Acquiring information about a natural feature or phenomenon, such as the Earth's surface, without actually being in contact with it. USGS remote sensing is usually carried out with airborne or spaceborne sensors or cameras.
Links to Spectroscopy Lab projects to identify and map materials through spectroscopic remote sensing (imaging spectroscopy, hyperspectral imaging, imaging spectrometry, ultraspectral imaging, etc) on the Earth and in space.
This publication (Open-File Report 95-479) is a teacher's guide to two U.S. Geological Survey maps that show gravity and magnetic data in contour form superimposed on a LANDSAT satellite image of the San Francisco Bay area.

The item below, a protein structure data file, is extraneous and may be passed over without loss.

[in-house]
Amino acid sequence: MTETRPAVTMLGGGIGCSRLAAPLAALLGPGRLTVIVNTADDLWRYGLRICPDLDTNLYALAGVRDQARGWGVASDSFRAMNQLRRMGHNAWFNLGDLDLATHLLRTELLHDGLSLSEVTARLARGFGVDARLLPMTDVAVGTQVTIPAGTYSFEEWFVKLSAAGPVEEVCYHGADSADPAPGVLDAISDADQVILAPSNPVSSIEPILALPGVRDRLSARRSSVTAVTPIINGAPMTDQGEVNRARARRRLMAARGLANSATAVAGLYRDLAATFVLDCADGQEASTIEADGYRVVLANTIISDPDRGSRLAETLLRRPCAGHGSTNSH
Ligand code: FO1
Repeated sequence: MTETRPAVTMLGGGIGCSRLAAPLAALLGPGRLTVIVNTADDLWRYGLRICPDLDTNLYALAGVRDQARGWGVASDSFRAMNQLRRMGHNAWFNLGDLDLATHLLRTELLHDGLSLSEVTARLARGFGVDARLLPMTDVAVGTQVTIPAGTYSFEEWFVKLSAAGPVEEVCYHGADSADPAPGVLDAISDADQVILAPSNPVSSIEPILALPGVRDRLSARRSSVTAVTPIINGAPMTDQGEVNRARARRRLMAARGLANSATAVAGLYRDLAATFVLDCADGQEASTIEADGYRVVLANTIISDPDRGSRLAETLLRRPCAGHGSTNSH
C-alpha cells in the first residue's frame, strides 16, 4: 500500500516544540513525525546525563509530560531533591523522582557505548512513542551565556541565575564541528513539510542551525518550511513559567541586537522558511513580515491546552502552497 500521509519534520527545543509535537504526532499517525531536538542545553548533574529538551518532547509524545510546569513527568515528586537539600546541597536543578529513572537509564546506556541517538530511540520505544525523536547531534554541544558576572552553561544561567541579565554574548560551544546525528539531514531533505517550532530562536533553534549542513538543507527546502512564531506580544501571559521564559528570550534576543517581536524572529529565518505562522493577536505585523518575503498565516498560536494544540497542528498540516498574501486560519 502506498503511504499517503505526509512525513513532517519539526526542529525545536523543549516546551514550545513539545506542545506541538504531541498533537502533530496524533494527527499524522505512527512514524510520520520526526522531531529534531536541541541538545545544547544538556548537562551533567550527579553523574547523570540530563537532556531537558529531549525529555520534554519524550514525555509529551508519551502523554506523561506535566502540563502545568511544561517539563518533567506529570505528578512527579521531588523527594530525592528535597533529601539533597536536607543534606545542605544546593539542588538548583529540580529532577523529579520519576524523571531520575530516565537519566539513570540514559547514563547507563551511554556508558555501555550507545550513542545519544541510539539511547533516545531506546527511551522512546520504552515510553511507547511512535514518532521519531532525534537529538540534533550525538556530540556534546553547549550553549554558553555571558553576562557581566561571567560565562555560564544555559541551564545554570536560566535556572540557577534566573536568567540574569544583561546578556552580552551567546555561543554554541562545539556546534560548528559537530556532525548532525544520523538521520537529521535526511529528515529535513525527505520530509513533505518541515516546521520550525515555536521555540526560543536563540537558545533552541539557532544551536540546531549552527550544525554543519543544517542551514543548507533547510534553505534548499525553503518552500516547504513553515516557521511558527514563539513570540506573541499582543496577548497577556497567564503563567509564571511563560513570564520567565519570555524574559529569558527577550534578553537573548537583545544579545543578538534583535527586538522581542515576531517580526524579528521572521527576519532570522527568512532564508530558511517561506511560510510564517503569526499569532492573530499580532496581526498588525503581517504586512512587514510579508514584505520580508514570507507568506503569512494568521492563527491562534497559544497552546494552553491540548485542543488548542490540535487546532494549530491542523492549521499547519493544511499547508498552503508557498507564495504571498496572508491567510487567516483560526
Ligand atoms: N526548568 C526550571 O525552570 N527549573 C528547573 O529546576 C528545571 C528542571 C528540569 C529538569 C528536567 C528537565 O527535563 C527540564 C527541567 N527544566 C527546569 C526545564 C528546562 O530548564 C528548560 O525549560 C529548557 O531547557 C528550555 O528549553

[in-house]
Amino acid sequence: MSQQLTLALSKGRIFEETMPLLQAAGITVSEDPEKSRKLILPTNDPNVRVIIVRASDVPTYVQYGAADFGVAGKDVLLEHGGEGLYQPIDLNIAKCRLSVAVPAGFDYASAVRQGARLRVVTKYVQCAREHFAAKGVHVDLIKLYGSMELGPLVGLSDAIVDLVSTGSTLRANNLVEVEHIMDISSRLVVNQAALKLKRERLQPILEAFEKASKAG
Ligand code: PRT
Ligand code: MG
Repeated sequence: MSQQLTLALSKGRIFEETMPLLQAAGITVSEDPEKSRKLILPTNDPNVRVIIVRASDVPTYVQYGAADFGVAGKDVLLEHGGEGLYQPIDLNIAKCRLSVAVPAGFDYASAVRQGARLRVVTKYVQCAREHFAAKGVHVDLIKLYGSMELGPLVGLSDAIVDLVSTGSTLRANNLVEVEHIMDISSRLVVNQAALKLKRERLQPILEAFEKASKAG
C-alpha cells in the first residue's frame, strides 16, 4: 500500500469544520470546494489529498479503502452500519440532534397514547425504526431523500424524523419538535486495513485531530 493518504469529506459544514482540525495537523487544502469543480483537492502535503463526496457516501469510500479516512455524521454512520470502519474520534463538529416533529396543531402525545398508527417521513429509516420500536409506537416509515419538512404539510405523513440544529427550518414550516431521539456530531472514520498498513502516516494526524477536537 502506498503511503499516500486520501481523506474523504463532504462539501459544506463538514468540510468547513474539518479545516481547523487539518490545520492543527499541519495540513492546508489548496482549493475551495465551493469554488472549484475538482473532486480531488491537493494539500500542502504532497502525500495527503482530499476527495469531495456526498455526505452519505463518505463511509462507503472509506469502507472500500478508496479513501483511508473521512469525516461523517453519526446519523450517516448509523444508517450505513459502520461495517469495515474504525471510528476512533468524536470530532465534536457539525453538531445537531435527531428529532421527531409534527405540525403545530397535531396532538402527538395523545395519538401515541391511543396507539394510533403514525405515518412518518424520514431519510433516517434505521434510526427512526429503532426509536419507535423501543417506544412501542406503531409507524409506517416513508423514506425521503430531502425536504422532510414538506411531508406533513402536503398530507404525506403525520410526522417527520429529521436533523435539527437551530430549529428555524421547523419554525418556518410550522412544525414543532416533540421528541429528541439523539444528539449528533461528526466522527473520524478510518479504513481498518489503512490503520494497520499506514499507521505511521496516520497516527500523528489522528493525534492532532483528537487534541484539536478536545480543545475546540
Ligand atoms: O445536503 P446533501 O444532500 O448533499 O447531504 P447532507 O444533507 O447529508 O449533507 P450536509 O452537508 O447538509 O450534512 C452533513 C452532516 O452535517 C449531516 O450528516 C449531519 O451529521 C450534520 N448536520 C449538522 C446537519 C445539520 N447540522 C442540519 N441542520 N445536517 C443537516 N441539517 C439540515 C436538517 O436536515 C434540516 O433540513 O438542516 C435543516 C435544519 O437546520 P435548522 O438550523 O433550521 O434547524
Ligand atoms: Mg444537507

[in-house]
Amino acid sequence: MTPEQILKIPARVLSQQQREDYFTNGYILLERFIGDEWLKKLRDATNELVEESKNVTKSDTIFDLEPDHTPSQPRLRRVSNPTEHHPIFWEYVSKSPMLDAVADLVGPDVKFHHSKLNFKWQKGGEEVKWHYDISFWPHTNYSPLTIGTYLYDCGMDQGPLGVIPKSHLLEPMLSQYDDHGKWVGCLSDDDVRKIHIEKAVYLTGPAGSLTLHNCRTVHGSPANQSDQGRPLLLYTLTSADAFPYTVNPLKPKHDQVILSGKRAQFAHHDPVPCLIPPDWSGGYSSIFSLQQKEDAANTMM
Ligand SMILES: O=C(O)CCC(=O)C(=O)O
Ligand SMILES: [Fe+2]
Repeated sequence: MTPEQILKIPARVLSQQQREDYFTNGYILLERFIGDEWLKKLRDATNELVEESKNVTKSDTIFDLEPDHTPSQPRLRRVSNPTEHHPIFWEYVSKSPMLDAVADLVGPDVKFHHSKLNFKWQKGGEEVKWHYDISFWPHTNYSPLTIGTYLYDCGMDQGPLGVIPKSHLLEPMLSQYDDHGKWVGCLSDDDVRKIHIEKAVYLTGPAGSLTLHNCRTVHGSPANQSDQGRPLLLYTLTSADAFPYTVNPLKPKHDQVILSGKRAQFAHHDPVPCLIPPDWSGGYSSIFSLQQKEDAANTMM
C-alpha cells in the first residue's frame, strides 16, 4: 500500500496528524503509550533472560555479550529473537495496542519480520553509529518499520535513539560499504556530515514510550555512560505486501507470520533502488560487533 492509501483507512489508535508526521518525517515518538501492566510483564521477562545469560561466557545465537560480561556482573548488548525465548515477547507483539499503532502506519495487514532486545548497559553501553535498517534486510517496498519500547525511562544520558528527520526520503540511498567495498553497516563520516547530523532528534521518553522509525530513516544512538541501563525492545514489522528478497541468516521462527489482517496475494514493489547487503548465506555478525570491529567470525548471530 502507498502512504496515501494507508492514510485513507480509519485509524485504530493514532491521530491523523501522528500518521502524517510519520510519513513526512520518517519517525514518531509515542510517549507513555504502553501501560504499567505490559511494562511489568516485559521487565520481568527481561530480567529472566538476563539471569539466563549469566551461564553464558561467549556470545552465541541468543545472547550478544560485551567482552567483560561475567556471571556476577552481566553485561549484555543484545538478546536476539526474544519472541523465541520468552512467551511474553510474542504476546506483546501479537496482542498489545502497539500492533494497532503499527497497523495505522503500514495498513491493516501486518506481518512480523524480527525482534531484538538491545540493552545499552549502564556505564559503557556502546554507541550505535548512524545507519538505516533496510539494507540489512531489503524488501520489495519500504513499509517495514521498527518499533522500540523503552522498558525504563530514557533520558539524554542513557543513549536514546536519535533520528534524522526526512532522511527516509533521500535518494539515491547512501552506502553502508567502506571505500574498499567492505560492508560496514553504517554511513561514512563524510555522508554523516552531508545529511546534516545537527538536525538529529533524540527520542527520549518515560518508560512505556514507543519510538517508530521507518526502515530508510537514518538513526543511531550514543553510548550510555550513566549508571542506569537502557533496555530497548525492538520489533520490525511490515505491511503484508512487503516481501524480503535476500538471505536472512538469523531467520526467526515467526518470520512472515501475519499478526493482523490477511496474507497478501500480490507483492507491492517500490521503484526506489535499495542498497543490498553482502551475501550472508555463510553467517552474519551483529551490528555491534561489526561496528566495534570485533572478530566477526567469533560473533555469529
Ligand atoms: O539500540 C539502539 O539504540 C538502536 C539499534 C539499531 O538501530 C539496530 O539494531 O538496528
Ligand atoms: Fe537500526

With NASA and JPL, USGS provides satellite images that anyone can use to see changes in the Earth's surface over time. This helps us study changes due to climate, human activities, or meteorological events.